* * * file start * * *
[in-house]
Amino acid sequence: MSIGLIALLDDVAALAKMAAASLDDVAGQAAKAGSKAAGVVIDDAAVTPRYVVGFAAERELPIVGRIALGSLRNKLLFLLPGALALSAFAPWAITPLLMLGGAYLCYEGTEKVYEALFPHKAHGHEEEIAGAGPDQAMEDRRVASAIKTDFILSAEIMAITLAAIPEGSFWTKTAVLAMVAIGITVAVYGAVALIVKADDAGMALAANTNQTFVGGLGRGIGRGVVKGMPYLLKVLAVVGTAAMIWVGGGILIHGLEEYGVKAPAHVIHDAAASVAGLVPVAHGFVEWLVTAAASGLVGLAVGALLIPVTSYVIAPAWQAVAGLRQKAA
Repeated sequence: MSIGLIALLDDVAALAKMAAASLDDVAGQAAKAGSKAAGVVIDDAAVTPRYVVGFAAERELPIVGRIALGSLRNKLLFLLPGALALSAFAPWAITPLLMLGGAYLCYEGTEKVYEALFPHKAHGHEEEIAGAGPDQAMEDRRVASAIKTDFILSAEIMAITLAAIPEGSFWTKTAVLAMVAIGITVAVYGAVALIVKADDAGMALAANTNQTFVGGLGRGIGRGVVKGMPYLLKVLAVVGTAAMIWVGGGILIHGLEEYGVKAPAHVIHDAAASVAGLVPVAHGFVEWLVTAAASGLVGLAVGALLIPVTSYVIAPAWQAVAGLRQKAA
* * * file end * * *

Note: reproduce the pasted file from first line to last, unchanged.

[in-house]
Amino acid sequence: MSIGLIALLDDVAALAKMAAASLDDVAGQAAKAGSKAAGVVIDDAAVTPRYVVGFAAERELPIVGRIALGSLRNKLLFLLPGALALSAFAPWAITPLLMLGGAYLCYEGTEKVYEALFPHKAHGHEEEIAGAGPDQAMEDRRVASAIKTDFILSAEIMAITLAAIPEGSFWTKTAVLAMVAIGITVAVYGAVALIVKADDAGMALAANTNQTFVGGLGRGIGRGVVKGMPYLLKVLAVVGTAAMIWVGGGILIHGLEEYGVKAPAHVIHDAAASVAGLVPVAHGFVEWLVTAAASGLVGLAVGALLIPVTSYVIAPAWQAVAGLRQKAA
Repeated sequence: MSIGLIALLDDVAALAKMAAASLDDVAGQAAKAGSKAAGVVIDDAAVTPRYVVGFAAERELPIVGRIALGSLRNKLLFLLPGALALSAFAPWAITPLLMLGGAYLCYEGTEKVYEALFPHKAHGHEEEIAGAGPDQAMEDRRVASAIKTDFILSAEIMAITLAAIPEGSFWTKTAVLAMVAIGITVAVYGAVALIVKADDAGMALAANTNQTFVGGLGRGIGRGVVKGMPYLLKVLAVVGTAAMIWVGGGILIHGLEEYGVKAPAHVIHDAAASVAGLVPVAHGFVEWLVTAAASGLVGLAVGALLIPVTSYVIAPAWQAVAGLRQKAA